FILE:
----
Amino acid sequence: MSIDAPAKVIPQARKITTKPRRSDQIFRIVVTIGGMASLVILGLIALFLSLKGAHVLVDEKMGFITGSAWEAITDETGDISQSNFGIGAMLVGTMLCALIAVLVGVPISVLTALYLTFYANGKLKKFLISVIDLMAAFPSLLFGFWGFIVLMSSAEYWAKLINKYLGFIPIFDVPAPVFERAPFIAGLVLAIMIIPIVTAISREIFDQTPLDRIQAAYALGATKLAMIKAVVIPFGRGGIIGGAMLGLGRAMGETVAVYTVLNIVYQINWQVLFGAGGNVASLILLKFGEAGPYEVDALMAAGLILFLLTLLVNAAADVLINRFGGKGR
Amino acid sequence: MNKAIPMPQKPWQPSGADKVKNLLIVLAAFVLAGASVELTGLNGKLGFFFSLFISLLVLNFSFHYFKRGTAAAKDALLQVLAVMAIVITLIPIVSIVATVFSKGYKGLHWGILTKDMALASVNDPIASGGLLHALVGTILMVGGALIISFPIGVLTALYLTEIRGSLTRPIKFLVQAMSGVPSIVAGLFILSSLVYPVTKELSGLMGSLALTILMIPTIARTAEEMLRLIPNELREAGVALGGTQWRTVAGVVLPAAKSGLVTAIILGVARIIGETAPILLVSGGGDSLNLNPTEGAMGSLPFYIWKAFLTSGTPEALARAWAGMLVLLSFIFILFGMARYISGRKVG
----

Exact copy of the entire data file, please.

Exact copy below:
Amino acid sequence: MSIDAPAKVIPQARKITTKPRRSDQIFRIVVTIGGMASLVILGLIALFLSLKGAHVLVDEKMGFITGSAWEAITDETGDISQSNFGIGAMLVGTMLCALIAVLVGVPISVLTALYLTFYANGKLKKFLISVIDLMAAFPSLLFGFWGFIVLMSSAEYWAKLINKYLGFIPIFDVPAPVFERAPFIAGLVLAIMIIPIVTAISREIFDQTPLDRIQAAYALGATKLAMIKAVVIPFGRGGIIGGAMLGLGRAMGETVAVYTVLNIVYQINWQVLFGAGGNVASLILLKFGEAGPYEVDALMAAGLILFLLTLLVNAAADVLINRFGGKGR
Amino acid sequence: MNKAIPMPQKPWQPSGADKVKNLLIVLAAFVLAGASVELTGLNGKLGFFFSLFISLLVLNFSFHYFKRGTAAAKDALLQVLAVMAIVITLIPIVSIVATVFSKGYKGLHWGILTKDMALASVNDPIASGGLLHALVGTILMVGGALIISFPIGVLTALYLTEIRGSLTRPIKFLVQAMSGVPSIVAGLFILSSLVYPVTKELSGLMGSLALTILMIPTIARTAEEMLRLIPNELREAGVALGGTQWRTVAGVVLPAAKSGLVTAIILGVARIIGETAPILLVSGGGDSLNLNPTEGAMGSLPFYIWKAFLTSGTPEALARAWAGMLVLLSFIFILFGMARYISGRKVG